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Neoplan Bus GmbH
Company typePrivate company with limited liabilityGmbH[1]
Founded1 July 1935[2][3]
FounderGottlob Auwärter [de][2]
HeadquartersStuttgart, Germany[2]
Area served
Key people
Joachim Reinmuth,Chairman of the Board of Management
former designers: Albrecht Auwärter, Bob Lee, Konrad Auwärter
Number of employees
ParentMAN Truck & Bus SE

Neoplan Bus GmbH is a German automotive company that manufactures buses, trolleybuses and coaches. It became a subsidiary of MAN Truck & Bus SE in 2001.

Neoplan Airport bus


Early days[edit]

Trathens Travel Services, Plymouth 1983 Neoplan Skyliner
Neoplan Skyliner in February 2006
Neoplan Airliner at Dubai International Airport, 2007
Stagecoach Oxfordshire Neoplan Skyliner in June 2009
Neoplan Megaliner in Japan

The company was founded by Gottlob Auwärter [de] (1903–1993) in Stuttgart in 1935, and manufactured bodywork for bus and truck chassis. By 1953, the company had moved away from manufacturing buses on truck chassis, to a partial monocoque design with a steel tube skeleton, providing the structural support, enhanced by welded side panels.[5][6] The engine was moved to the rear. In 1957, air suspension was made available.


In 1961, a new bus design, the Typ Hamburg, was unveiled at the Geneva Motor Show. Developed by the founder's eldest son, Albrecht Auwärter, and another student, Swiss national Bob Lee, as part of their dissertation at Hamburg University. The design was the first bus to allow passengers to regulate their fresh air supply through a nozzle from two air ducts, commonly seen in contemporary designs, as well as offering air suspension.[7][8]

Both Albrecht and Lee joined Neoplan after graduating from the university. Albrecht took over management of the company in 1965, and Bob Lee later became head of Engineering and Design.

In 1964, the founder's second son, Konrad Auwärter, developed a double-deck bus design for a service bus as part of his dissertation.[7] The "Do-Bus" design had low weight, and could carry over 100 passengers. It also featured a low-frame front axle with forward-mounted steering gear that permitted a low, flat floor. The double-deck principle was applied to the coach design, creating a high-capacity comfortable touring vehicle. This vehicle was known as the Skyliner.


In 1971, the Cityliner was introduced to the public. This design had a passenger platform above the driver's cab, and included an onboard toilet. The vehicle also made use of glass-fibre reinforced plastic for certain areas of the body; this was the first instance when this technique was used.

A second manufacturing facility opened in Pilsting in 1973, and a third opened in Kumasi, Ghana in December 1974 to support increasing orders.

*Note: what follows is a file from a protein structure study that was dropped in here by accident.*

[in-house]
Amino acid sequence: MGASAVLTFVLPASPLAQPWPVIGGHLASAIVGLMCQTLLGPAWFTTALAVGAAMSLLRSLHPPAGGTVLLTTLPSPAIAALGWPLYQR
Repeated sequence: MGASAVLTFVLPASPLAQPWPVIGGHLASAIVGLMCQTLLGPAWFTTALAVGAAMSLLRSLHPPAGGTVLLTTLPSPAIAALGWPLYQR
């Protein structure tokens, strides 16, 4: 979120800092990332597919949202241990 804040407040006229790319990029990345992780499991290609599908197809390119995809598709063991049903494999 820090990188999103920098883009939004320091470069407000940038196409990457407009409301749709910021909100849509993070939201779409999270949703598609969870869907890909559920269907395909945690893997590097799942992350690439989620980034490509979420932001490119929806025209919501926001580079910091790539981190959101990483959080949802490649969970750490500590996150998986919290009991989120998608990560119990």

Several more plants were added in the 1980s, including two in the United States. The United States plants were later spun off into a separate, and now defunct, independent company (Neoplan USA) that used the Neoplan name under licence.


Further manufacturing facilities were opened during the 1990s and 2000s.

The Starliner was introduced in 1996, and would go on to win the Bus of the Year award for two consecutive years – in 1998 and 1999.

In 1999 the company unveiled a prototype fuel cell bus.[6]

Neoplan Tourliner (Samos island, Greece)
Neoplan Tourliner (Samos island, Greece) in August 2022

In 2001, Neoplan, or correctly, "Gottlob Auwärter GmbH & Co KG" was acquired by MAN AG subsidiary MAN Nutzfahrzeuge AG to form Neoman Bus GmbH.[6] The Starliner won the Bus of the Year award for two more consecutive years in 2001 and 2002.

In 2008, the Gottlob Auwärter Museum was opened in Stuttgart, opposite the headquarters of Stuttgarter Straßenbahnen AG.

On 1 February 2008, Neoman Bus GmbH was fully integrated into the bus division of the larger MAN Nutzfahrzeuge Group, and ceased to exist in its own right. Neoplan and MAN Truck & Bus began operating as two separate but integrated marques of MAN Nutzfahrzeuge Group.



Discontinued models[edit]

See also[edit]


  1. ^ "The strategy of the Neoplan VIP Class brand". MAN Nutzfahrzeuge Group. NEOPLAN.de. Retrieved 24 November 2009.
  2. ^ a b c "Locations – The plants of NEOPLAN Bus GmbH". MAN Nutzfahrzeuge Group. NEOPLAN.de. Retrieved 24 November 2009.
  3. ^ "Milestones – History from 1935 to 1953". MAN Nutzfahrzeuge Group. NEOPLAN.de. Archived from the original on 14 May 2008. Retrieved 24 November 2009.
  4. ^ a b c d "NEOPLAN overview" (PDF). MAN Nutzfahrzeuge AG. NEOPLAN.de. 1007. Retrieved 29 November 2009. [dead link]
  5. ^ Weiers, B. (1982). Transit Bus Manufacturer Profiles: Project Memorandum. Urban Mass Transportation Administration, Office of Bus and Paratransit Systems.
  6. ^ a b c Behling, Noriko Hikosaka (2013). Fuel Cells: Current Technology Challenges and Future Research Needs. Newnes. ISBN 978-0-444-56325-5.
  7. ^ a b Pilz, Hans-Joachim; Schneider, Andreas (10 June 2020). Auwärter NEOPLAN Omnibusse (in German). Podszun GmbH. ISBN 978-3-86133-962-5.
  8. ^ Kraus, Wolfgang; Eckermann, Erik (2015). Nutzfahrzeuge Gestern - Heute - Morgen: Automobil Kolloquium 2013 Dokumentation (in German). BoD – Books on Demand. ISBN 978-3-7347-8786-7.
  9. ^ "NEOPLAN Electroliner" (PDF). MAN Nutzfahrzeuge AG. NEOPLAN.de. Archived from the original (PDF) on 11 December 2006. Retrieved 30 November 2009.
  10. ^ "NEOPLAN Airliner" (PDF). MAN Nutzfahrzeuge AG. NEOPLAN.de. September 2007. Retrieved 30 November 2009. [dead link]
  11. ^ "NEOPLAN Centroliner" (PDF). MAN Nutzfahrzeuge AG. NEOPLAN.de. 0907. Retrieved 30 November 2009. [dead link]

External links[edit]

  • Media related to Neoplan at Wikimedia Commons